Posted by: Robert | December 11, 2008 6:25 AM
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I would look at the difference in management structures of Detroit, MIT, and the Japanese. What are the priority of values and note that behind every great business failure, you will find a consulting agency, almost always from accounting roots. Do consulting agencies manage MIT?

The difference between the Japanese and Detroit is W. Edwards Deming. the Japanese embraced him and America ignored him. He embraced measurable quality and continuous improvement, not quarterly profits.

Deming offers a theory of management based on his famous 14 Points for Management. Management's failure to plan for the future brings about loss of market, which brings about loss of jobs. Management must be judged not only by the quarterly dividend, but by innovative plans to stay in business, protect investment, ensure future dividends, and provide more jobs through improved product and service. "Long-term commitment to new learning and new philosophy is required of any management that seeks transformation. The timid and the fainthearted, and the people that expect quick results, are doomed to disappointment." Wikipedia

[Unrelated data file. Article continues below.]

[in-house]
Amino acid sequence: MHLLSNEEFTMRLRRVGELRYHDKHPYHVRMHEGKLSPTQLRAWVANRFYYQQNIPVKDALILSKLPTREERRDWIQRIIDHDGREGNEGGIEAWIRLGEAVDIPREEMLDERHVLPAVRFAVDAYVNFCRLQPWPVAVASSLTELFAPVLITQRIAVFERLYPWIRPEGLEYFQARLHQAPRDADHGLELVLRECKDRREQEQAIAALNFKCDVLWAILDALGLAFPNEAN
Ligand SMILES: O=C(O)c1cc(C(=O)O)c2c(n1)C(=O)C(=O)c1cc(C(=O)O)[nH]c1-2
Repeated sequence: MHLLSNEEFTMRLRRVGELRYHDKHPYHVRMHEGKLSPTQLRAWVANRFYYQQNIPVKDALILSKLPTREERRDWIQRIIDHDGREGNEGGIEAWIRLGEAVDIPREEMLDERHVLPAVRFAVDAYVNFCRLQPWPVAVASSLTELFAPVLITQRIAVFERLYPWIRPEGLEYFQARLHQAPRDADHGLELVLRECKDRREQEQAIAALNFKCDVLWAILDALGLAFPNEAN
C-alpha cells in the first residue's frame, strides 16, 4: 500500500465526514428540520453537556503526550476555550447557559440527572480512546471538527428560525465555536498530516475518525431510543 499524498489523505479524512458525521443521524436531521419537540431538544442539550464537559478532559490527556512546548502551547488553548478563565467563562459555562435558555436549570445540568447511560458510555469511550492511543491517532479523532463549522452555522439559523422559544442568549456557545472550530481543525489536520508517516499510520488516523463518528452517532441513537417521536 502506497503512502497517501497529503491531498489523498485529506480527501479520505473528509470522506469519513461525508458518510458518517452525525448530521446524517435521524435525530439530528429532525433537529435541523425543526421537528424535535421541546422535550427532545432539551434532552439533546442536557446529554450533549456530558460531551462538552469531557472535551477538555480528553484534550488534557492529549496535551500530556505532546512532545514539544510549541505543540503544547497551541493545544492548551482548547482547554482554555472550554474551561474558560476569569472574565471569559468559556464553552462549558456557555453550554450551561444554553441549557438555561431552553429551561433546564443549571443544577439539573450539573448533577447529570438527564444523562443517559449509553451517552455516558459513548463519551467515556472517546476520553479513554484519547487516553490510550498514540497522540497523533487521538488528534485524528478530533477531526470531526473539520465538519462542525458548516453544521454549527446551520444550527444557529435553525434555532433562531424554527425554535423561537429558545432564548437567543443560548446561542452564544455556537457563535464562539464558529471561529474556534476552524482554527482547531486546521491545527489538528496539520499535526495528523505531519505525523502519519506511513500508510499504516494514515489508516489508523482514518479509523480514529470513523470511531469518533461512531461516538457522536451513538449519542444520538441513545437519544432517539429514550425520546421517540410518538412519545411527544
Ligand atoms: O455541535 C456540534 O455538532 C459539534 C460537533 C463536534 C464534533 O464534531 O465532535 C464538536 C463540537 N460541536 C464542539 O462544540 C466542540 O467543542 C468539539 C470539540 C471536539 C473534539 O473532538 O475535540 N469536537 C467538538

To back up the assertion of stale thinking, look no further than the hiring of George Fisher to lead Kodak. He said run, don't walk, into the digital age. They considered him a heretic.

Posted by: Beaconps | December 11, 2008 6:16 AM
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The central problem may be that the foreign companies make vehicles here without unionizing their employees.

The price differential on domestic and foreign makes is considerable.

Posted by: Bill Franklin | December 11, 2008 4:29 AM
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Sure while you can continue to set the fashion for a time (IE big cars, SUV's) it is going to catch up to you. Particularly if there is a large emerging counter culture that caters to people who tend to be educated, young and trendy. IE hippies, greenies, economists and health nuts.

So basically, when you split the country into SUV people and small car people it becomes an inflection point. If the circumstances tip one way or the other everyone buys product A or in the other case product B. What happens is that the tipping point went towards product B (the green cars) because the gasoline prices rose. Now its been a few years of high gas prices and almost 6 years of wars in oil rich countries, so even the moderates these days think its obscene to buy big. Things change but the car companies should have known that they were riding a tipping point model of demand to begin with.